Upon emerging from the 7:30 pm 3D showing of James Cameron’s “Avatar,” Palo Alto resident Dwayne Schmitt stared up at the night sky with a somewhat disappointed expression. “Where’s the innovation?” he asked of no one in particular. “Where’s the perfectly-rendered spherical gas giant? Where is the sunset whose swirling purple and orange hues defy categorization? I mean the moon is okay but it’s…” he seemed at a bit of a loss for words. “A bit out of date.”

Millions of Americans around the country are echoing Schmitt’s sentiments. “I can deal with it for the most part,” Shirley Jacobson, 27, admits. “Sometimes I’ll even forget that I’m not actually watching a 3D blockbuster and get really into it and then…I’ll see some person who just sort of ruins the illusion.”

As the 2010 midterm elections approach, politicians have been under ever-increasing pressure to address and remedy the situation. “We are seriously considering replacing birds and horses with their bizarre, scaly Pandoran counterparts as a first step,” head EPA administrator Lisa Jackson assured a throng of reporters. “In the meantime we beseech Americans to be patient and to recognize that, well, things just look crappy in real life.”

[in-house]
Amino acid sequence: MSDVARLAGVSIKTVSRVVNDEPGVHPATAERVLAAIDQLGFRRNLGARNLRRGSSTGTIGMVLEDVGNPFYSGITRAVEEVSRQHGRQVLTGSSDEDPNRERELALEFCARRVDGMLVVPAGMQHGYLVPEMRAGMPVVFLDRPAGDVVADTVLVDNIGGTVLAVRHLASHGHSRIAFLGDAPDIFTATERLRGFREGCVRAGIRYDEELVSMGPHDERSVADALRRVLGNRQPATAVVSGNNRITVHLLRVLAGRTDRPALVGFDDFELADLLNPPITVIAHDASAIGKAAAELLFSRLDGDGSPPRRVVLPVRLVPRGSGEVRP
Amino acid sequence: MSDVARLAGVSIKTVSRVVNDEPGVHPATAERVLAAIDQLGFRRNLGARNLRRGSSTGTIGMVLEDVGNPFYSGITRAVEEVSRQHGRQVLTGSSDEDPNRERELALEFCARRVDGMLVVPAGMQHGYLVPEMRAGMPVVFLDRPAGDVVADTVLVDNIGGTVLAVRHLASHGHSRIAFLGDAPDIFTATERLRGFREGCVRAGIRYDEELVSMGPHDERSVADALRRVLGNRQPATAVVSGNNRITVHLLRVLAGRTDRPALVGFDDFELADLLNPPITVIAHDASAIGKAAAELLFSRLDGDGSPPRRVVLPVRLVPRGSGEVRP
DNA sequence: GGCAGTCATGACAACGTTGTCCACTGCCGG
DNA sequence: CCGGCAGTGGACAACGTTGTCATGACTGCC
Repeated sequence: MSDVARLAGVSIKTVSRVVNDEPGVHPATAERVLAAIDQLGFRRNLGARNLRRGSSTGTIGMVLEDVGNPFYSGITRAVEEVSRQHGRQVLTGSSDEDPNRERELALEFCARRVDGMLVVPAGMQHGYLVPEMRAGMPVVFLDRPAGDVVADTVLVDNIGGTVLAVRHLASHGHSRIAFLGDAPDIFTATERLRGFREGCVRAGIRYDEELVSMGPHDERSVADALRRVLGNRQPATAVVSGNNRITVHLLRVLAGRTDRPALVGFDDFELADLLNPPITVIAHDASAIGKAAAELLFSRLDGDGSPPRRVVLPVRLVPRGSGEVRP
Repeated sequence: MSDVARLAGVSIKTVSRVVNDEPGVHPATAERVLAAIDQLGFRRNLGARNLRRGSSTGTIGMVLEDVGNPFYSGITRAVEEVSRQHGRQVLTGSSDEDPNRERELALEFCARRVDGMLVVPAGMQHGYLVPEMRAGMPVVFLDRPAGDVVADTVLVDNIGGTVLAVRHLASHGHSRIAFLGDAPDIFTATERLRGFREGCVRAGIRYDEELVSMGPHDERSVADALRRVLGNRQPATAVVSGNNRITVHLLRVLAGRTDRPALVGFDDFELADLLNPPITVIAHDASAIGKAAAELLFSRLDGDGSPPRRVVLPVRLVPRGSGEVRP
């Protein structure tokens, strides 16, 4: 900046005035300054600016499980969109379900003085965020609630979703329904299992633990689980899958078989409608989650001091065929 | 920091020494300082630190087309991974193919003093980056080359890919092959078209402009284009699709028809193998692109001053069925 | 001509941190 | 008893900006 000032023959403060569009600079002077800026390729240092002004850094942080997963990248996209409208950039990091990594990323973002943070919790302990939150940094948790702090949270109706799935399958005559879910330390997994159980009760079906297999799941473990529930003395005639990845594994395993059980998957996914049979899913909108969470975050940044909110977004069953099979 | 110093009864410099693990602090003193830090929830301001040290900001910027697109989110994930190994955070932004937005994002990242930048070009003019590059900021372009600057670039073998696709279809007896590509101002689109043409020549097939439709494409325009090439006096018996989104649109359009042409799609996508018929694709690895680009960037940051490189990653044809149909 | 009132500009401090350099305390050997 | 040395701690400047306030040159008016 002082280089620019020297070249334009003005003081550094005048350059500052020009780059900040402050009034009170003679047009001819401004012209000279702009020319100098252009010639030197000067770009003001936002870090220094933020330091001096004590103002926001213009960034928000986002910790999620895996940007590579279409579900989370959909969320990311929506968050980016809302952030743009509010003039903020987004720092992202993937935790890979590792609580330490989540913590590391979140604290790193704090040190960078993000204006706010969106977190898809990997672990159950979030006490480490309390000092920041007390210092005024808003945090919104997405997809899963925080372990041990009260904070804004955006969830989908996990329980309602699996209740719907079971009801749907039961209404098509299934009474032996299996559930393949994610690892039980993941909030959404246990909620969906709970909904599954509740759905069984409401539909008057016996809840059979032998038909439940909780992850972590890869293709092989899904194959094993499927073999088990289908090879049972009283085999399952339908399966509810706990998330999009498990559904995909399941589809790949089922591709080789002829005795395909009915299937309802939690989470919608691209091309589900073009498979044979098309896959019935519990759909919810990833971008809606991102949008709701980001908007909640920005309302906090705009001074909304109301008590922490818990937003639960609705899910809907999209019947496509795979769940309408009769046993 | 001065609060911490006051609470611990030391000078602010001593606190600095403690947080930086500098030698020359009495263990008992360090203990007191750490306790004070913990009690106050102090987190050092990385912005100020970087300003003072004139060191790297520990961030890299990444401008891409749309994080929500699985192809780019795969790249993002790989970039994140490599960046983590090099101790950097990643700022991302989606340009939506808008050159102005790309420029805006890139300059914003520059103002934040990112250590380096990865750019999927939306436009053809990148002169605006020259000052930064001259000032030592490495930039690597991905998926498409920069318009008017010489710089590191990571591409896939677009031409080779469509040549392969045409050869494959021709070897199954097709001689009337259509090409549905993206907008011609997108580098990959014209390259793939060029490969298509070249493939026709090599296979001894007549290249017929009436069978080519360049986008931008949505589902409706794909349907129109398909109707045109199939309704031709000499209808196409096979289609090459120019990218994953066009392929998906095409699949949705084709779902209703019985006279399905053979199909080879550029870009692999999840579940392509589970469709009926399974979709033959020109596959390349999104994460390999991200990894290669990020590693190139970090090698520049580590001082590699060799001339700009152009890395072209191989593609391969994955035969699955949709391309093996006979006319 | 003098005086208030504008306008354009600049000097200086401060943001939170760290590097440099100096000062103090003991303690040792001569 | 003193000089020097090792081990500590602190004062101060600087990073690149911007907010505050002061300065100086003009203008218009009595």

“This is something we’re going to have to work on together as a people, whether the government is on board or not,” Schmitt asserted. “And,” he added as an afterthought, “if my wife doesn’t get tall and blue soon I think I’m going to divorce her.”

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